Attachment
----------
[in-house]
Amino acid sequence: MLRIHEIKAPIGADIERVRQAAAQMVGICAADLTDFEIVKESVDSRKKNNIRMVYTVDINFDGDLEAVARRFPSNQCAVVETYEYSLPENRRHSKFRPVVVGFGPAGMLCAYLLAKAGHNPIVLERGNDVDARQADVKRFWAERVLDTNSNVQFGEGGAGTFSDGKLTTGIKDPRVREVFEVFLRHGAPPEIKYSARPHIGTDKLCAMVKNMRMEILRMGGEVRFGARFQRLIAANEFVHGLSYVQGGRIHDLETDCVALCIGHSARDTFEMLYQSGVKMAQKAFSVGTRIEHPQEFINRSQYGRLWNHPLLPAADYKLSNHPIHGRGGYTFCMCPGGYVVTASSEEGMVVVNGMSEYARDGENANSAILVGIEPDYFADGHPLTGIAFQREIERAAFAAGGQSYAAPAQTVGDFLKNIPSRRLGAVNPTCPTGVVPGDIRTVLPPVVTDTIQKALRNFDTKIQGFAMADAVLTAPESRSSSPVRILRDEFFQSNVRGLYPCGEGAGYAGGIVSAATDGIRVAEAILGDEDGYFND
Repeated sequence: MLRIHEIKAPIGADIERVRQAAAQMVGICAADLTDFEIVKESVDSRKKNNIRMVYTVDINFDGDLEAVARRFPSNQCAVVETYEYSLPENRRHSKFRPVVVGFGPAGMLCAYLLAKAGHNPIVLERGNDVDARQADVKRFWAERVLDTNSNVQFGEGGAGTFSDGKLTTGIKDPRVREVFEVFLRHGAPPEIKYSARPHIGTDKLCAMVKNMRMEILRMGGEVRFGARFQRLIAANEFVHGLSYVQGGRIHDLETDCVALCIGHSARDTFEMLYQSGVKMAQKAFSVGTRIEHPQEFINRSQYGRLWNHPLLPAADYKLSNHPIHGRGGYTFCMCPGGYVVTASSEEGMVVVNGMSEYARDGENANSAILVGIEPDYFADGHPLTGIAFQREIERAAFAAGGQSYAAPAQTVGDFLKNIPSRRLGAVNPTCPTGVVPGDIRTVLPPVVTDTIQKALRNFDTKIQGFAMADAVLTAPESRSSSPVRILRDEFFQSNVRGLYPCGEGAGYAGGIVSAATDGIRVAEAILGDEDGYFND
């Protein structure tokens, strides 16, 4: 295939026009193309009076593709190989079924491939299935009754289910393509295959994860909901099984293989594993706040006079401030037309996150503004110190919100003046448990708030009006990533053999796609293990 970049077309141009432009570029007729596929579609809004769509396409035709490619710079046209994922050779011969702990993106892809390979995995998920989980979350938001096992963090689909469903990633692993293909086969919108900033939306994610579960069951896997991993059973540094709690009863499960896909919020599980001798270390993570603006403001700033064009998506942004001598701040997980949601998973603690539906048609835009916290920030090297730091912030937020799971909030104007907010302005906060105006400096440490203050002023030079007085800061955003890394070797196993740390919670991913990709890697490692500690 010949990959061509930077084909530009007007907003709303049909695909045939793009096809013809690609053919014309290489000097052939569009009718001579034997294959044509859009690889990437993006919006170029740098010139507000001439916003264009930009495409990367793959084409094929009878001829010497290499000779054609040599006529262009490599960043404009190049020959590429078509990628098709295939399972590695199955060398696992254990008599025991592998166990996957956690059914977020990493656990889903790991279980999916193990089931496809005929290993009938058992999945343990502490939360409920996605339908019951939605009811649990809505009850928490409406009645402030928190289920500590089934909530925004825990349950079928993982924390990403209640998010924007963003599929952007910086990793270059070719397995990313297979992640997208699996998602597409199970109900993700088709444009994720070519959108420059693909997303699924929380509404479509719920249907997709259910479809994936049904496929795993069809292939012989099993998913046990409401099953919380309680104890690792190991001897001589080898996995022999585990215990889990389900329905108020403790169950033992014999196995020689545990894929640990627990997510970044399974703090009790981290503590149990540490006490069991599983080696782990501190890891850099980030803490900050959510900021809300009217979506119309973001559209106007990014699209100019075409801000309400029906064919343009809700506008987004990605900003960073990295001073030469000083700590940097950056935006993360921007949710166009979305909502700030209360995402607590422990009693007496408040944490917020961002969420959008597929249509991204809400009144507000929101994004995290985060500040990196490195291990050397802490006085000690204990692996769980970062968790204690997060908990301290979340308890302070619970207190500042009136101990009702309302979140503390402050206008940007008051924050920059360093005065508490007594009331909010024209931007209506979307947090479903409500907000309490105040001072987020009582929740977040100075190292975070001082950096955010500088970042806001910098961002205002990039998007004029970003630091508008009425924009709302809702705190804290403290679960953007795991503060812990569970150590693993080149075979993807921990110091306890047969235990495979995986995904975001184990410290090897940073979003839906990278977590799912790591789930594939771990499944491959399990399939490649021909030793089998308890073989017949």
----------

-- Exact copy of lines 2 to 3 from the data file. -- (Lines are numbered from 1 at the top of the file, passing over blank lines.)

Amino acid sequence: MLRIHEIKAPIGADIERVRQAAAQMVGICAADLTDFEIVKESVDSRKKNNIRMVYTVDINFDGDLEAVARRFPSNQCAVVETYEYSLPENRRHSKFRPVVVGFGPAGMLCAYLLAKAGHNPIVLERGNDVDARQADVKRFWAERVLDTNSNVQFGEGGAGTFSDGKLTTGIKDPRVREVFEVFLRHGAPPEIKYSARPHIGTDKLCAMVKNMRMEILRMGGEVRFGARFQRLIAANEFVHGLSYVQGGRIHDLETDCVALCIGHSARDTFEMLYQSGVKMAQKAFSVGTRIEHPQEFINRSQYGRLWNHPLLPAADYKLSNHPIHGRGGYTFCMCPGGYVVTASSEEGMVVVNGMSEYARDGENANSAILVGIEPDYFADGHPLTGIAFQREIERAAFAAGGQSYAAPAQTVGDFLKNIPSRRLGAVNPTCPTGVVPGDIRTVLPPVVTDTIQKALRNFDTKIQGFAMADAVLTAPESRSSSPVRILRDEFFQSNVRGLYPCGEGAGYAGGIVSAATDGIRVAEAILGDEDGYFND
Repeated sequence: MLRIHEIKAPIGADIERVRQAAAQMVGICAADLTDFEIVKESVDSRKKNNIRMVYTVDINFDGDLEAVARRFPSNQCAVVETYEYSLPENRRHSKFRPVVVGFGPAGMLCAYLLAKAGHNPIVLERGNDVDARQADVKRFWAERVLDTNSNVQFGEGGAGTFSDGKLTTGIKDPRVREVFEVFLRHGAPPEIKYSARPHIGTDKLCAMVKNMRMEILRMGGEVRFGARFQRLIAANEFVHGLSYVQGGRIHDLETDCVALCIGHSARDTFEMLYQSGVKMAQKAFSVGTRIEHPQEFINRSQYGRLWNHPLLPAADYKLSNHPIHGRGGYTFCMCPGGYVVTASSEEGMVVVNGMSEYARDGENANSAILVGIEPDYFADGHPLTGIAFQREIERAAFAAGGQSYAAPAQTVGDFLKNIPSRRLGAVNPTCPTGVVPGDIRTVLPPVVTDTIQKALRNFDTKIQGFAMADAVLTAPESRSSSPVRILRDEFFQSNVRGLYPCGEGAGYAGGIVSAATDGIRVAEAILGDEDGYFND